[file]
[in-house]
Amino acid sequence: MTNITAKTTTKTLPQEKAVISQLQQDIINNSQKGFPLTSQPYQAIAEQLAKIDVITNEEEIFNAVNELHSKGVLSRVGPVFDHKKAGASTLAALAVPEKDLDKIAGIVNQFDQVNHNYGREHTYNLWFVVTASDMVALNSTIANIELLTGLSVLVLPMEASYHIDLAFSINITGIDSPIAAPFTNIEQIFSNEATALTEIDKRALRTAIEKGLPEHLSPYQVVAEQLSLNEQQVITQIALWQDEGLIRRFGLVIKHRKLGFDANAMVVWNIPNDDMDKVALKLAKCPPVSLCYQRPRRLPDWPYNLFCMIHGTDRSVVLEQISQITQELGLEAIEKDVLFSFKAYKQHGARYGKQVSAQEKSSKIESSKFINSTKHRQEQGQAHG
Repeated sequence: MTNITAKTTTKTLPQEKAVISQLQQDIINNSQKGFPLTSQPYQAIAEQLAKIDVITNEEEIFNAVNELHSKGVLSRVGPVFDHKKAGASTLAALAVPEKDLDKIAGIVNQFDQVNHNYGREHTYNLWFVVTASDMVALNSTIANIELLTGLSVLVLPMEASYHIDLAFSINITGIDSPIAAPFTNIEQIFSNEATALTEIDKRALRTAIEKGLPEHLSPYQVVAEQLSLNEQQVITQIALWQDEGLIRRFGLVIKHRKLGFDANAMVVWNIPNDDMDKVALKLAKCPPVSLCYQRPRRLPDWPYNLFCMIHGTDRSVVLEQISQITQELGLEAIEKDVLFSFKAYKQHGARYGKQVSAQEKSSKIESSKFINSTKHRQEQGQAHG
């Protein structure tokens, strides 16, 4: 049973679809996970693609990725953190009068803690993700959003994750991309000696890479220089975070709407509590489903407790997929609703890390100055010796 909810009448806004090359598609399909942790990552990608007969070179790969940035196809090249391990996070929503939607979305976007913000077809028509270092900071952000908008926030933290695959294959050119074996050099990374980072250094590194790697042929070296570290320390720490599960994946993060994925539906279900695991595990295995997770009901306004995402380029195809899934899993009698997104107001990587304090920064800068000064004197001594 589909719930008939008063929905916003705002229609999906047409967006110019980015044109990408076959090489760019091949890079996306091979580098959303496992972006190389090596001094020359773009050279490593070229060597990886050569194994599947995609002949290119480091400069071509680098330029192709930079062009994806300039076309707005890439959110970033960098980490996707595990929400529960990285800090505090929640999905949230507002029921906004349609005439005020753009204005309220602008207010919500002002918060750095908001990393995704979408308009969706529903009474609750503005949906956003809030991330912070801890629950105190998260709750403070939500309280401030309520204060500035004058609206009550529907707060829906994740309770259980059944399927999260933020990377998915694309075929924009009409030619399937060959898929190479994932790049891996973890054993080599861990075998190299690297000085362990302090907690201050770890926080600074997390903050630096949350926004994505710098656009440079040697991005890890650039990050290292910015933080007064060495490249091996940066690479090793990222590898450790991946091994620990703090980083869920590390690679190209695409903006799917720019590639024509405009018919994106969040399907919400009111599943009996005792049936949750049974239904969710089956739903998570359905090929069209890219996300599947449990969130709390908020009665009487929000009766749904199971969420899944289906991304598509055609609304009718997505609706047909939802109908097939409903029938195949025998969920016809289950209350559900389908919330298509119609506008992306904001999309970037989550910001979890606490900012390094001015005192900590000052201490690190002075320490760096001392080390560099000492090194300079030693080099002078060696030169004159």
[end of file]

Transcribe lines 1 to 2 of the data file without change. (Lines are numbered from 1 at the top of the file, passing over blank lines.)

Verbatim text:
[in-house]
Amino acid sequence: MTNITAKTTTKTLPQEKAVISQLQQDIINNSQKGFPLTSQPYQAIAEQLAKIDVITNEEEIFNAVNELHSKGVLSRVGPVFDHKKAGASTLAALAVPEKDLDKIAGIVNQFDQVNHNYGREHTYNLWFVVTASDMVALNSTIANIELLTGLSVLVLPMEASYHIDLAFSINITGIDSPIAAPFTNIEQIFSNEATALTEIDKRALRTAIEKGLPEHLSPYQVVAEQLSLNEQQVITQIALWQDEGLIRRFGLVIKHRKLGFDANAMVVWNIPNDDMDKVALKLAKCPPVSLCYQRPRRLPDWPYNLFCMIHGTDRSVVLEQISQITQELGLEAIEKDVLFSFKAYKQHGARYGKQVSAQEKSSKIESSKFINSTKHRQEQGQAHG